Psychiatry, Silk Road, Markets, Bodyclocks, Media


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The Doctor Isn’t In

Paul McHugh | Commentary | 24th September 2015

Review of a book that "demonstrates, perhaps unwittingly, how psychiatry is in crisis today." The first Diagnostic and Statistical Manual, psychiatry's "Bible," named "disorders by their symptomatic appearances in the same way naturalists name birds by their shapes, colors, cries." It therefore "functioned like a field guide—a way of codifying rather than rightfully classifying the maladies." This was meant to be temporary, but hasn't been (1,960 words)

China’s ‘Silk Road’ Initiative Is At Risk Of Failure

Moritz Rudolf | Diplomat | 24th September 2015

"The Silk Road Initiative is the major project for Chinese President Xi Jinping," but China's ability to "make economically unprofitable investments on the basis of political motives is long gone." China should be working to increase domestic demand, not "speculating on new export markets in unstable regions such as Pakistan. The overcapacity of Chinese state-owned enterprises are not addressed but simply exported abroad" (670 words)

The Free Market: It’s Like Uber, But For Everything

Robert Tracinski | The Federalist | 29th October 2015

A free marketeer's perspective on Uber. Ride-sharing services are not technology companies, they "are really in the business of busting the taxi monopoly." They allow anyone to drive without paying "the large dollar figures for an artificially limited number of taxi medallions," and break the government's price-setting powers – the controversial "surge pricing" prevents "chronic shortages and inefficient use of resources" (730 words)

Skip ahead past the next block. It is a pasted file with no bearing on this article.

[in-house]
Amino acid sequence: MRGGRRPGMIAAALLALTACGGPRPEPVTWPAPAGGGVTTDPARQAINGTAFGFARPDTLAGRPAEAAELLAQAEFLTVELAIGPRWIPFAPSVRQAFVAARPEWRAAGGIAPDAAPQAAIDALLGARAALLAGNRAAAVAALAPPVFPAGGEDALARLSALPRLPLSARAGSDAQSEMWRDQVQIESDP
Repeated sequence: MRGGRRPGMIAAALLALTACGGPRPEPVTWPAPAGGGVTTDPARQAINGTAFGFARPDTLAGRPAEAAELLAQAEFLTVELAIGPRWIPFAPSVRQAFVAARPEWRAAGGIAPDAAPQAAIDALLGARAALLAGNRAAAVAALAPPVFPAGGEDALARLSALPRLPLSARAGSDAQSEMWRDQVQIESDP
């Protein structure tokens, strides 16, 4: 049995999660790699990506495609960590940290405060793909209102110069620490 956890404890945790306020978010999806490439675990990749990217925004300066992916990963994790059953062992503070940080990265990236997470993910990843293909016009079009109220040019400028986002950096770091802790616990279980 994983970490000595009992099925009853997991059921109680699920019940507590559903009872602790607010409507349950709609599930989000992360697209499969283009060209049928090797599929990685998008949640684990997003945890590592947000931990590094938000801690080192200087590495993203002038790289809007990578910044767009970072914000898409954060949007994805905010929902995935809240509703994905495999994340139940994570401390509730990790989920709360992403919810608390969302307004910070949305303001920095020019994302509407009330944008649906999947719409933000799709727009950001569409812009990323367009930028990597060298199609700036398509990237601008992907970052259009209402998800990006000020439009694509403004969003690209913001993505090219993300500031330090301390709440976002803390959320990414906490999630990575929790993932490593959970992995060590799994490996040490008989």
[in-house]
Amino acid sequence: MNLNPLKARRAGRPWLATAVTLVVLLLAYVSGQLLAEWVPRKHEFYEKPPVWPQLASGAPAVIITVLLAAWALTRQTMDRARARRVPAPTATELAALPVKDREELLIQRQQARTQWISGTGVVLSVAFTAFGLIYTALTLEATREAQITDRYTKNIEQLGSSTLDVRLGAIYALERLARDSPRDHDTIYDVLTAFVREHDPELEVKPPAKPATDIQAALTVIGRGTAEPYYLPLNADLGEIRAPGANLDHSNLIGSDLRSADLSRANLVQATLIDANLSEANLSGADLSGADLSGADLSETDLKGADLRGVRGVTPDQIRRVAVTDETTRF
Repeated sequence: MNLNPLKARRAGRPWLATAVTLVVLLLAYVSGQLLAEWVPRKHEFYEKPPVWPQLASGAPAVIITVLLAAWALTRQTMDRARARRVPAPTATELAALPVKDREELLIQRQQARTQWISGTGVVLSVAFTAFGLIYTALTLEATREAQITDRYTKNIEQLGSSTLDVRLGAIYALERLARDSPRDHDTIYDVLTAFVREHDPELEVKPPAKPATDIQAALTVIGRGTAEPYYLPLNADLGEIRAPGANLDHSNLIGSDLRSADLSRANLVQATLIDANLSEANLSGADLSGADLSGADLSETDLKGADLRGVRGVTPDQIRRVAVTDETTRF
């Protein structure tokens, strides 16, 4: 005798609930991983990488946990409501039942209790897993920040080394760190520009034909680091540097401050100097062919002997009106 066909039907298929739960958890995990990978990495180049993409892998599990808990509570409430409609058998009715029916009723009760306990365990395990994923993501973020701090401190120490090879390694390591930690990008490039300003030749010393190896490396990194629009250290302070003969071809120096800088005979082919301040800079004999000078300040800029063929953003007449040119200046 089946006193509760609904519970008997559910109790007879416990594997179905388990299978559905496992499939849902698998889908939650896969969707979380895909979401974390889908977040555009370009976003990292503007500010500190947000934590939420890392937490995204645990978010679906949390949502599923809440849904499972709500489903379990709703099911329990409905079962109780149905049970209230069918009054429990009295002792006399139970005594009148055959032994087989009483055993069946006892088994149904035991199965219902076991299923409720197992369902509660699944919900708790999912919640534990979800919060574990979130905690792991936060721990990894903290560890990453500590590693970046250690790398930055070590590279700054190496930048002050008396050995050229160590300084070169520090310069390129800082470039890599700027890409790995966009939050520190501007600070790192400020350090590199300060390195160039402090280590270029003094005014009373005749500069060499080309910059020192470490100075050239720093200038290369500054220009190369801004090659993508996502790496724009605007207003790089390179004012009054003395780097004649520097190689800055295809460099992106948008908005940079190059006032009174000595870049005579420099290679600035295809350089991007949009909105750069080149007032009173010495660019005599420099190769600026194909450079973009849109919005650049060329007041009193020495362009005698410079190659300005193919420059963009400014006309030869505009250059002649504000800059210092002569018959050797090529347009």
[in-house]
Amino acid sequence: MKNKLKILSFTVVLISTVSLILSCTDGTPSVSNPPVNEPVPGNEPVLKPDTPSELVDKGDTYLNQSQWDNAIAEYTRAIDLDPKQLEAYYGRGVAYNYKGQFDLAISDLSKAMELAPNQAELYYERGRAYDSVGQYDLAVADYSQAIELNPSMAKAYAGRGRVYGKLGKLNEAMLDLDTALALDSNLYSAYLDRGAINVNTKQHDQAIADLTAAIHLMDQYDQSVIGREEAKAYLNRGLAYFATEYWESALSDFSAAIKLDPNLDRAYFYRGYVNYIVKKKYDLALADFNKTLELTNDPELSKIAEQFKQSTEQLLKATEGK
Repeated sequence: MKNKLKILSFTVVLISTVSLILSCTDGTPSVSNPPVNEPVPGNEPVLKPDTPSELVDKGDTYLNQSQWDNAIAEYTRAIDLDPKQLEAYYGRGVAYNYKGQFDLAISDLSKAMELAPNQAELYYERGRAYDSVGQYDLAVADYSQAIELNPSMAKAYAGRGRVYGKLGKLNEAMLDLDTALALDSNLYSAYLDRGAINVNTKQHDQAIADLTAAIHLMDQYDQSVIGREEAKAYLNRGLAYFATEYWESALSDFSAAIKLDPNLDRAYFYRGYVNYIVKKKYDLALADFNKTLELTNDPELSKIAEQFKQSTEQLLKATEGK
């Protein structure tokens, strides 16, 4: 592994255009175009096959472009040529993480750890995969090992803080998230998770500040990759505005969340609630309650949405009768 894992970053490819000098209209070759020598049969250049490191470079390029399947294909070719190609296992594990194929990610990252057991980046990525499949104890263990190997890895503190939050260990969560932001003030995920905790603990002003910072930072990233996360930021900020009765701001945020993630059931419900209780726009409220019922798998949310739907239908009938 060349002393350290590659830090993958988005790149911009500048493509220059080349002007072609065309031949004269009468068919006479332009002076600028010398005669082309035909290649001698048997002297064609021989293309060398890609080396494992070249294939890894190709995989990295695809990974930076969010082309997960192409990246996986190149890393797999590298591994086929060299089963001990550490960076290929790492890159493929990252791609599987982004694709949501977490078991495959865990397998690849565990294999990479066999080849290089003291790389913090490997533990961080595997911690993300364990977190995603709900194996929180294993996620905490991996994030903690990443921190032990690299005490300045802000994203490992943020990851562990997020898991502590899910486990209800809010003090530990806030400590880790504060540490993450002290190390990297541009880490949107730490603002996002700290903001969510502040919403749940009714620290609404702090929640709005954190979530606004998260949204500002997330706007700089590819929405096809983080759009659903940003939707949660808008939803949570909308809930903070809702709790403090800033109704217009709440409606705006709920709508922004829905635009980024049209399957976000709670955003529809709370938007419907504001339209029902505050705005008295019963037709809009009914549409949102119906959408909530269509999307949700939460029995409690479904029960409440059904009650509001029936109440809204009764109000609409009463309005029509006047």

How The Body’s Trillions Of Clocks Keep Time

Veronique Greenwood | Quanta | 15th September 2015

“Almost every cell in the body has a circadian clock”, say researchers at the Salk Institute. From heart cells to lung cells, “just about every tissue we've looked it” is beating its own time. Examines the implications of a discovery that these timekeeping protein complexes within the body “have deep effects on everything from fetal development to disease”, including its relevance to cancer research (2,320 words)

How Much Do You Bring To The Table, Content Human?

Matt Buchanan | The Awl | 29th September 2015

Essentially just a list of revenue per employee at different digital media firms. In summary, on the "new media" side, Business Insider: $132,300 in revenue per employee; Buzzfeed: $208,333 per employee; Gawker: $211,538 per employee; Vox: $252,000 per employee; Vice: $457,500 per employee. Perhaps surprisingly, on the "old media" side, New York Times: $450,000 per employee; Time Inc.: $417,000 employee (490 words)

Video of the day: Pas De Deux

What to expect: Part 2 of a haunting ballet filmed by Norman McLaren and the National Film Board of Canada (4’17")

Thought for the day

The clearest way into the Universe is through a forest wilderness
John Muir

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